This was the mystery of God, until the Holy Spirit revealed it by raising Christ from the dead (vs. 7). This deep, spiritual truth could not be comprehended until after Christ had been raised, so that all who were involved in his crucifixion were acting in ignorance. This means that the Jewish people of that time, their Roman rulers, and the soldiers, were incorporated into Jesus' prayer for forgiveness from the cross. They did not know who this Jesus was; that he was the Lord of Glory. It's worth pondering the extent of this prayer for forgiveness when we realise that Jesus' death 'covered' far, far more people than just the ones present at his crucifixion! But that's another question.

Paul further explained, "But the natural man receiveth not the things of the Spirit of God: for they are foolishness unto him; neither can he know them, because they are spiritually discerned" (vs. 14). In Acts chapter 2 Peter urged that crowd of Jews and Gentile proselytes to grasp that they were witnessing the fulfilment of Joel's prophecy about the Spirit of God being poured out. When they repented and put their faith in the risen Christ, they too received the Holy Spirit. They stopped being 'natural' and became 'spiritual'. Then they understood! They were no longer ignorant, but acting with Spirit-filled faith!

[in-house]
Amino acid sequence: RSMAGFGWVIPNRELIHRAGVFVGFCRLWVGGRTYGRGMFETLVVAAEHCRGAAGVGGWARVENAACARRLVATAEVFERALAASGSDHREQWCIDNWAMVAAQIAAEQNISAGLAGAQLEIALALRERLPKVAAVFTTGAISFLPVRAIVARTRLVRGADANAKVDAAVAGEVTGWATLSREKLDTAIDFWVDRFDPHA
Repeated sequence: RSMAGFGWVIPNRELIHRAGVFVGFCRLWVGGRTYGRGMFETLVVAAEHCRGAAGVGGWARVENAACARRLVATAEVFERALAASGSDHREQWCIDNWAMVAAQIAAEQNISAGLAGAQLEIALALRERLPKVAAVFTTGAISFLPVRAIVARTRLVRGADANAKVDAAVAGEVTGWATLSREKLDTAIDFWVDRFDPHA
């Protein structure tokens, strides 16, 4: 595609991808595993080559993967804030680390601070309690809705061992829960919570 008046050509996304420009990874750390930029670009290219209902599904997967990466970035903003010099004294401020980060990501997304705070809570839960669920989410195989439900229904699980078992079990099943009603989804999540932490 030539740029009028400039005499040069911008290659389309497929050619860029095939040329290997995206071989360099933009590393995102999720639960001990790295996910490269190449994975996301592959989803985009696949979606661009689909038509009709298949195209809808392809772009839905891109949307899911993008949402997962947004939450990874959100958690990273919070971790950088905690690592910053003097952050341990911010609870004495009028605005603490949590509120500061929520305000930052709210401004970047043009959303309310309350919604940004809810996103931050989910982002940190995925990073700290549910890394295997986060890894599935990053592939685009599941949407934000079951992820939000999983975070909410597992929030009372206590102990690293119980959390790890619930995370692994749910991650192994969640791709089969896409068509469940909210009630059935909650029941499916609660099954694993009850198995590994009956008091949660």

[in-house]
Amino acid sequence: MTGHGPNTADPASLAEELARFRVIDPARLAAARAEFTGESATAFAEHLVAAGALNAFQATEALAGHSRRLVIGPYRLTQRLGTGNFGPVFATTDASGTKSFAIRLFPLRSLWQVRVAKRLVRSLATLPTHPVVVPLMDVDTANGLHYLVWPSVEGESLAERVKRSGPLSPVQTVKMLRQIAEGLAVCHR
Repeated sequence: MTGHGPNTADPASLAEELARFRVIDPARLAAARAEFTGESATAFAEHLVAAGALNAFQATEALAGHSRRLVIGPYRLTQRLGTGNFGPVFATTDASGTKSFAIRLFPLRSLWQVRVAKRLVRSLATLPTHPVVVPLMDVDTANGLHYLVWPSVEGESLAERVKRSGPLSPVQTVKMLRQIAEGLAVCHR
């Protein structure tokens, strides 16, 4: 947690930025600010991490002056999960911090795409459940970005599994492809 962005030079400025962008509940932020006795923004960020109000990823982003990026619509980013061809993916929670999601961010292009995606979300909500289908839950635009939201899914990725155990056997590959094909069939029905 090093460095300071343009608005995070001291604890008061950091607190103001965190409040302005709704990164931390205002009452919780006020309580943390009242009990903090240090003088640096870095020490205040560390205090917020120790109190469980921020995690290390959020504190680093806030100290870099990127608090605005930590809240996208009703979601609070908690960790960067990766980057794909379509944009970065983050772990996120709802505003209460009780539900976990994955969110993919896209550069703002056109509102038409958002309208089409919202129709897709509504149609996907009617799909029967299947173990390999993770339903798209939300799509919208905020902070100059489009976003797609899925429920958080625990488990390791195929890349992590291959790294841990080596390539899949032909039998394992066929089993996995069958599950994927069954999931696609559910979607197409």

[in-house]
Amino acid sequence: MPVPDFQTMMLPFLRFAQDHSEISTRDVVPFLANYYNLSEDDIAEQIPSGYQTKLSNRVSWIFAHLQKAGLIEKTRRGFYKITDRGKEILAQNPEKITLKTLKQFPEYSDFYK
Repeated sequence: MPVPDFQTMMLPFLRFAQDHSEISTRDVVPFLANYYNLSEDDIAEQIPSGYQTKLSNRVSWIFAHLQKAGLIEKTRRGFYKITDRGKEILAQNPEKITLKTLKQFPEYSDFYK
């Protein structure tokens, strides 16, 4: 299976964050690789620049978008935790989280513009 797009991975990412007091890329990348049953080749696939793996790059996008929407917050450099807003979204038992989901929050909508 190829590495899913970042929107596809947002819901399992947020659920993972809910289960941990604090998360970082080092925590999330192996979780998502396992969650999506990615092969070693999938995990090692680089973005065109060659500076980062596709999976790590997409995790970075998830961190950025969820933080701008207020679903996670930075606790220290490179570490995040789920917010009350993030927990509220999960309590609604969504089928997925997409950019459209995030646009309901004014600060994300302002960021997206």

When you ask, "Was Jesus referring to the Jews that Peter was talking about in Acts 3:17?" that's back-to-front because Peter had not yet made that statement in Acts 3:17. Jesus could not refer to something that had not yet been said. However, Peter knew what Jesus had said little more than 50 days earlier in his prayer for forgiveness for the ignorant people who had crucified him. Therefore, Peter was referring to both the Jews at that time, the Roman rulers and the soldiers who Jesus had prayed for while on the cross. But, given that he was only addressing Jewish people in Acts 3:17, he was specifically identifying them as needing forgiveness.